When Annadurai died in 1969, Karunanidhi became the Chief Minister of Tamil Nadu and the first leader of DMK, since the leader post was customarily left vacant for Periyar during Annadurai time as Annadurai was party general secretary only. He has held various positions in the party and government during his long career in Tamil Nadu political arena.
He delivered the special address on the inaugural day of 3rd World Tamil Conference held in Paris in 1970, and also on the inaugural day of 6th World Tamil Conference held in Kuala Lumpur (Malaysia) in 1987. He penned the song "Semmozhiyaana Tamizh Mozhiyaam", the official theme song for the World Classical Tamil Conference 2010, that was set to tune by A. R. Rahman.
His one time friend M. G. Ramachandran, who floated his AIADMK party after being sacked by Karunanidhi from DMK a few years earlier, would come to power in Tamil Nadu. The DMK then suffered multiple electoral defeats against his primary opponent M.G.Ramachandran's AIADMK, until the latter's death in 1987.
Stalin was an MLA in 1989 and 1996 when his father Karunanidhi was the Chief Minister, but he was not inducted into the Cabinet. He became Chennai's 44th mayor and its first directly elected mayor in 1996. It was only in his fourth term as MLA that he was made a Minister in the Karunanidhi cabinet and then in 2009 was made the Deputy Chief Minister. Karunanidhi's daughter Kanimozhi is a Lok Sabha MP now.
Karunanidhi contested and won in all Tamil Nadu Assembly general elections (then Madras) since 1957 except 1984 when he didn't contest the election. He resigned immediately after being elected in 1991, due to the routing of his party (only 2 seats out of 234).
Karunanidhi had a brief stint as Chief Minister in the late 1980s, during which his government was dismissed by the Central government on accusations of degrading the law and order situation in the state . He later again became the CM of Tamil Nadu in 1996 following a sweeping electoral win in the preceding elections. Following a five-year rule, his party again lost at the elections to J. Jayalalithaa's AIADMK in 2001.
In the 1970s, Karunanidhi was indicted by the Sarkaria Commission for corruption, for allegedly promoting a construction firm for a Veeranam development project, so that he could collect bribes after the fact. Indira Gandhi dismissed the Karunanidhi government based on charges of possible secession and corruption. In 2001, he was arrested on the charges of supposed corruption in the construction of flyovers in Chennai. He and his party members were also charged under four Sections like IPC 120(b), IPC 167, IPC 420 and IPC 409.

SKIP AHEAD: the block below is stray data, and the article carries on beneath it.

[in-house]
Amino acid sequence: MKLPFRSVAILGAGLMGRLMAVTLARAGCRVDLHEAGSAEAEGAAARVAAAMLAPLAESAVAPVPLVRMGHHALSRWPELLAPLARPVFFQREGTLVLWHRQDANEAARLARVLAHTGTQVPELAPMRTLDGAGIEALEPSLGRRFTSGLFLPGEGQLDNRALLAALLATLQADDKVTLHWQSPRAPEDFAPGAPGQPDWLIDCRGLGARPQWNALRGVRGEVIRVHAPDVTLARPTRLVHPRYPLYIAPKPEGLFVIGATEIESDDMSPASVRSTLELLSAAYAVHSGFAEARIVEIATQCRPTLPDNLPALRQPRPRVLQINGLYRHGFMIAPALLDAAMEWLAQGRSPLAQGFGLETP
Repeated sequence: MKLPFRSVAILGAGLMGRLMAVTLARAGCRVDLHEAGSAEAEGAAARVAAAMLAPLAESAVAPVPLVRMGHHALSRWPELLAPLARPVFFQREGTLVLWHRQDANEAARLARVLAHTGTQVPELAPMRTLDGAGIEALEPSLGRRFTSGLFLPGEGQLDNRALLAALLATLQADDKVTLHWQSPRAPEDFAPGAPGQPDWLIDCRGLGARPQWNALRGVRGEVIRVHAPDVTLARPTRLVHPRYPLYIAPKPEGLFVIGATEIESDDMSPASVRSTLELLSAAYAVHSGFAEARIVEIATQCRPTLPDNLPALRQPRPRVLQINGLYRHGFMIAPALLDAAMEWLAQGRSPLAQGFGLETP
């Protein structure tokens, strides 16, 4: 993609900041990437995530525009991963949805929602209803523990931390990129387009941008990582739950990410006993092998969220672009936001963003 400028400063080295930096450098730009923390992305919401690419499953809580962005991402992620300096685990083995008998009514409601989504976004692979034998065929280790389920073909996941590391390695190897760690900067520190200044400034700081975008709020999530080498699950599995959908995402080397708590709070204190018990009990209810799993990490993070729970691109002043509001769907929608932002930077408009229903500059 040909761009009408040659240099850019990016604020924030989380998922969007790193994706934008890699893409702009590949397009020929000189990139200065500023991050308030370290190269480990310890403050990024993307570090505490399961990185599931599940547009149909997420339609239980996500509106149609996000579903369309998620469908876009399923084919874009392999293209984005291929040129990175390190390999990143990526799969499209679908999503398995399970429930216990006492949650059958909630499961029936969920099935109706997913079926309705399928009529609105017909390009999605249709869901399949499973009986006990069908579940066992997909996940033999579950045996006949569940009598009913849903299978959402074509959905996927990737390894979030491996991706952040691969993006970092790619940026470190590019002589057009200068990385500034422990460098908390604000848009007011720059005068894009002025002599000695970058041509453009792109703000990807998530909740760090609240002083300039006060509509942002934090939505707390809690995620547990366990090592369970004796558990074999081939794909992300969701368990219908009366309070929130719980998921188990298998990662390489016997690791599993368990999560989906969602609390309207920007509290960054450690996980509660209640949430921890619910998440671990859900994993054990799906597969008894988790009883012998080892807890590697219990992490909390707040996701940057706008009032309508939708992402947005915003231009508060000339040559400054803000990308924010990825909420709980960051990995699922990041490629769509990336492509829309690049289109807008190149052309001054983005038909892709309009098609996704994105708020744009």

He was however back in power when he took over as chief Minister of Tamil Nadu on 13 May 2006 after his coalition defeated his main opponent J. Jayalalithaa in the May 2006 elections. At the end of the 5-year administration, the DMK lost the majority of seats in the legislative assembly of Tamil Nadu when elections were held in 2011, thereby ceding power again to the AIADMK under J. Jayalalithaa. During the 2016 closely fought elections DMK narrowly lost seats against J. Jayalalithaa's AIADMK.
As of 2006, he represented the constituency of Tiruvarur in the Tamil Nadu state Legislative Assembly. He was elected to the Tamil Nadu Legislative Assembly 13 times (from 1957 to 2016 elections) and once to the now abolished Tamil Nadu Legislative Council.
'Ulaga Tamizh Manadu' [ World Tamil Conference ], was the first coined word for the conference in 2010, however the IATR organisation that had right to conduct the conference was not happy hence change in name.
Karunanidhi was in poor health from October 2016 and minimised his political activities and public appearances, with the last one being on his 94th birthday on 3 June 2018.
On 28 July 2018, Karunanidhi's health deteriorated and became "extremely critical and unstable", and he was admitted at Kauvery Hospital in Chennai for treatment. He died there at 6:10 p.m. on 7 August 2018 due to age-related illness, which led to multiple organ failure.
The government of Tamil Nadu declared a public holiday on 8 August 2018 and a seven-day mourning after Karunanidhi's death.
A national mourning on 8 August 2018 was announced by the government of India. The national flag flew half-mast in Delhi, all state capitals and across Tamil Nadu on 8 August 2018.
Currently, Karunanidhi is 98 years, 3 months and 23 days old. Karunanidhi will celebrate 99th birthday on a Saturday 3rd of June 2023.
Find out about Karunanidhi birthday activities in timeline view here.